The Federal government announced today its intention to combine the existing two-Court federal family court system in Australia into one, larger Federal Circuit and Family Court of Australia (“FCFCA”) commencing 1 January 2019.

What does this mean for you though? Currently, there are two Courts, one that is the ‘higher’ Court – the Family Court deals with complex property matters, serious allegations of child abuse or  particularly serious parenting arguments, International parenting matters and protracted disputes; and the Federal Circuit Court deals with the bulk of family law matters.

At present, your lawyer has to decide which Court you ‘belong’ in when starting your case. It is often not easy to know this at the first stage, and choosing the wrong Court may mean that you are sent between Courts while this is clarified or when new issues arise. Additionally, starting Court proceedings for property disputes in the Family Court is currently ‘easier’ than in the Federal Circuit Court, as you are not required to file an affidavit in support of your application at first. Drafting a good, comprehensive and accurate affidavit in support of your case can be time-consuming (and costly) and so it is a quick option for lawyers in a rush to simply go to the Family Court even if the property case is not otherwise complex enough to justify being in that Court.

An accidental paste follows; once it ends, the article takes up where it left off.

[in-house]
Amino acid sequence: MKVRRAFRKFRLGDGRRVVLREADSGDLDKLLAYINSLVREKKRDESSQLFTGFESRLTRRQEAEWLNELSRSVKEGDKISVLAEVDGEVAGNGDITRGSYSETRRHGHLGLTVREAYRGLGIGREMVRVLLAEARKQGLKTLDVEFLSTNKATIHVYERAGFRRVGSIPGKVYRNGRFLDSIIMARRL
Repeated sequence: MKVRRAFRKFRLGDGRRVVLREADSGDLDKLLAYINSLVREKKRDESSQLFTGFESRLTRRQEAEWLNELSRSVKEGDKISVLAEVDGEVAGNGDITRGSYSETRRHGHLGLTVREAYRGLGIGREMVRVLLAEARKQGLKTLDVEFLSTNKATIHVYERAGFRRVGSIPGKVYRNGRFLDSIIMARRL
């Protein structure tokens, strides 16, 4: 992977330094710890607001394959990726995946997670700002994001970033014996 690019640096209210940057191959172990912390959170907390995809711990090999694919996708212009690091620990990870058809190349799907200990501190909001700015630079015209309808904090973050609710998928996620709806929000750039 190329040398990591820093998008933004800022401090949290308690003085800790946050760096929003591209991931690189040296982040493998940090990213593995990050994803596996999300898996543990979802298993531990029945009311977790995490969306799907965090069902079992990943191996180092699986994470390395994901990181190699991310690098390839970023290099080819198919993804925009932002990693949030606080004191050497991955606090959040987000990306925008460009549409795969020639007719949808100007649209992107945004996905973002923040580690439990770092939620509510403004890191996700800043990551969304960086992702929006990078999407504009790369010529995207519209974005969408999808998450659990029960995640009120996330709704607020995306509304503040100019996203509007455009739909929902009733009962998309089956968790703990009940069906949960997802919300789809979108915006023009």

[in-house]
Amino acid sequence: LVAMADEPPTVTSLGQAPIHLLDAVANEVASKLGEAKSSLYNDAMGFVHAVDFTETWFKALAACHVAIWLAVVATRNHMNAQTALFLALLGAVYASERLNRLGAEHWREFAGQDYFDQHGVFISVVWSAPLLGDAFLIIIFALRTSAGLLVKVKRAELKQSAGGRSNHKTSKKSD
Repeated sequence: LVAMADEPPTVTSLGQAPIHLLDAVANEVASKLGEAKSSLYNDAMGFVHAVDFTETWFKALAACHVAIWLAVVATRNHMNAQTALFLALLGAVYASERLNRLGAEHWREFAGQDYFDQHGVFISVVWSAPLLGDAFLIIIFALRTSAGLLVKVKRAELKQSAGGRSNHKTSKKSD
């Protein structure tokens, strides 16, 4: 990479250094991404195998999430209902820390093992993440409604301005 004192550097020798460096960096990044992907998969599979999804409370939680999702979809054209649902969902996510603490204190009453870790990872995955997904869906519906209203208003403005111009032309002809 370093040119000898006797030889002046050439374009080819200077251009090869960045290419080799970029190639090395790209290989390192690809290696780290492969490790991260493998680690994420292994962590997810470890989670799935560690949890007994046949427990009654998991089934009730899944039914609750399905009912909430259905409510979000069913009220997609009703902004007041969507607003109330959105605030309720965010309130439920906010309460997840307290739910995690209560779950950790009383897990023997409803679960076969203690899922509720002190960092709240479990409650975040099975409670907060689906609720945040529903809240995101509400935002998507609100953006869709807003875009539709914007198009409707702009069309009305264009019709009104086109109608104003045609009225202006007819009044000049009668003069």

The combined Court will mean a single point of entry for all matters, which will then be directed in the right place. This might be considered a bit like ‘triage’ that a hospital might conduct, prioritising and assessing cases as they come in and linking them with services, hopefully sooner than they would be otherwise.

The additional factor to consider in the government’s announcement is that appeals from the FCFCA will no longer be dealt with by an appeals section of the Family Court, but will be dealt with in a new division of the Federal Court of Australia. What does this mean? Family law judges in the Family Court who currently spend time hearing appeals will be available to hear cases from the start, potentially meaning more front-line resources in terms of time and Judges.

Of course, at present this is just an announcement. Once the government releases its proposal in more details, we will be able to assess how effective this might be at clearing some of the delays currently affecting the family law system.